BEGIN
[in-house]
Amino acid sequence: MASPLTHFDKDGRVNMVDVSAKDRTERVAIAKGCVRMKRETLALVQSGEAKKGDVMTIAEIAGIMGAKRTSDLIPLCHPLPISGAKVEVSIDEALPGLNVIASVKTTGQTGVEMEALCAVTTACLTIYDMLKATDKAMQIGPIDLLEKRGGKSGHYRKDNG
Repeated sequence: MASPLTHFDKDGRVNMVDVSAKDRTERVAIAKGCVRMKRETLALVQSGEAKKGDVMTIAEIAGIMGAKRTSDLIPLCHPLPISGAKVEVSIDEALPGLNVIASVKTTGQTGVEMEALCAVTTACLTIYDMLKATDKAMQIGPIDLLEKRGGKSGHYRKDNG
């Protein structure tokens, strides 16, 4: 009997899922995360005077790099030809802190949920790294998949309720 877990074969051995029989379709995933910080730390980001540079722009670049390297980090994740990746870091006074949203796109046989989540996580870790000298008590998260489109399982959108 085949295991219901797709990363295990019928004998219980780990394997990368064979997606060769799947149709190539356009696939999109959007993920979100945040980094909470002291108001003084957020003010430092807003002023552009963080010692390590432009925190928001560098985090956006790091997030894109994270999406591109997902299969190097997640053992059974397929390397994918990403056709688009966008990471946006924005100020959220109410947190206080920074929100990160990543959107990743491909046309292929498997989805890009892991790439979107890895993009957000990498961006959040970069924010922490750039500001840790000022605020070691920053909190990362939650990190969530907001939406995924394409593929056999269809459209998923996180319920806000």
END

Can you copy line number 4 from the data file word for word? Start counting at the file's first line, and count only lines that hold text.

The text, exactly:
């Protein structure tokens, strides 16, 4: 009997899922995360005077790099030809802190949920790294998949309720 877990074969051995029989379709995933910080730390980001540079722009670049390297980090994740990746870091006074949203796109046989989540996580870790000298008590998260489109399982959108 085949295991219901797709990363295990019928004998219980780990394997990368064979997606060769799947149709190539356009696939999109959007993920979100945040980094909470002291108001003084957020003010430092807003002023552009963080010692390590432009925190928001560098985090956006790091997030894109994270999406591109997902299969190097997640053992059974397929390397994918990403056709688009966008990471946006924005100020959220109410947190206080920074929100990160990543959107990743491909046309292929498997989805890009892991790439979107890895993009957000990498961006959040970069924010922490750039500001840790000022605020070691920053909190990362939650990190969530907001939406995924394409593929056999269809459209998923996180319920806000």